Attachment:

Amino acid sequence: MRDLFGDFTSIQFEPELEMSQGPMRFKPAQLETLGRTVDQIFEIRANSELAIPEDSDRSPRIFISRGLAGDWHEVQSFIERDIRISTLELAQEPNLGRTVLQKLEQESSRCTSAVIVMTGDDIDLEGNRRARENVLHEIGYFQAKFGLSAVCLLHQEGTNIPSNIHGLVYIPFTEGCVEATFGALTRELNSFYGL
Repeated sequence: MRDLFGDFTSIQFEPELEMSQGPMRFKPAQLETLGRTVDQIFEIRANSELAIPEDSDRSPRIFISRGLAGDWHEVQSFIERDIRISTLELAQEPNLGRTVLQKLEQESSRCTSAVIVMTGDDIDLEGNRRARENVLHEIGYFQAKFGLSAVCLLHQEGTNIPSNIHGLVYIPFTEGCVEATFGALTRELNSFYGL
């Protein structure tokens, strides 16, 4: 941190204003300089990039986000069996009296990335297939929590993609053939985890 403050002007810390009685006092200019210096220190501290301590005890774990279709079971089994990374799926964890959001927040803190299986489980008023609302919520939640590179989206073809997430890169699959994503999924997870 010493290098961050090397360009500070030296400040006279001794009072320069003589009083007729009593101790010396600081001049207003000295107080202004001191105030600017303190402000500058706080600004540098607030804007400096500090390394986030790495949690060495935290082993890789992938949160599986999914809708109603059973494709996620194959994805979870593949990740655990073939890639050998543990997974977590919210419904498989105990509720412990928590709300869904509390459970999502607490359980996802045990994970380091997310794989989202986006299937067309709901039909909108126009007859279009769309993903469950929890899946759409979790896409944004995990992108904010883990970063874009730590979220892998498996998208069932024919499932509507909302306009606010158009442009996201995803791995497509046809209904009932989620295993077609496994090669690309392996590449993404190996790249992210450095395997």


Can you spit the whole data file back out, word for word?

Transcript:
Amino acid sequence: MRDLFGDFTSIQFEPELEMSQGPMRFKPAQLETLGRTVDQIFEIRANSELAIPEDSDRSPRIFISRGLAGDWHEVQSFIERDIRISTLELAQEPNLGRTVLQKLEQESSRCTSAVIVMTGDDIDLEGNRRARENVLHEIGYFQAKFGLSAVCLLHQEGTNIPSNIHGLVYIPFTEGCVEATFGALTRELNSFYGL
Repeated sequence: MRDLFGDFTSIQFEPELEMSQGPMRFKPAQLETLGRTVDQIFEIRANSELAIPEDSDRSPRIFISRGLAGDWHEVQSFIERDIRISTLELAQEPNLGRTVLQKLEQESSRCTSAVIVMTGDDIDLEGNRRARENVLHEIGYFQAKFGLSAVCLLHQEGTNIPSNIHGLVYIPFTEGCVEATFGALTRELNSFYGL
């Protein structure tokens, strides 16, 4: 941190204003300089990039986000069996009296990335297939929590993609053939985890 403050002007810390009685006092200019210096220190501290301590005890774990279709079971089994990374799926964890959001927040803190299986489980008023609302919520939640590179989206073809997430890169699959994503999924997870 010493290098961050090397360009500070030296400040006279001794009072320069003589009083007729009593101790010396600081001049207003000295107080202004001191105030600017303190402000500058706080600004540098607030804007400096500090390394986030790495949690060495935290082993890789992938949160599986999914809708109603059973494709996620194959994805979870593949990740655990073939890639050998543990997974977590919210419904498989105990509720412990928590709300869904509390459970999502607490359980996802045990994970380091997310794989989202986006299937067309709901039909909108126009007859279009769309993903469950929890899946759409979790896409944004995990992108904010883990970063874009730590979220892998498996998208069932024919499932509507909302306009606010158009442009996201995803791995497509046809209904009932989620295993077609496994090669690309392996590449993404190996790249992210450095395997």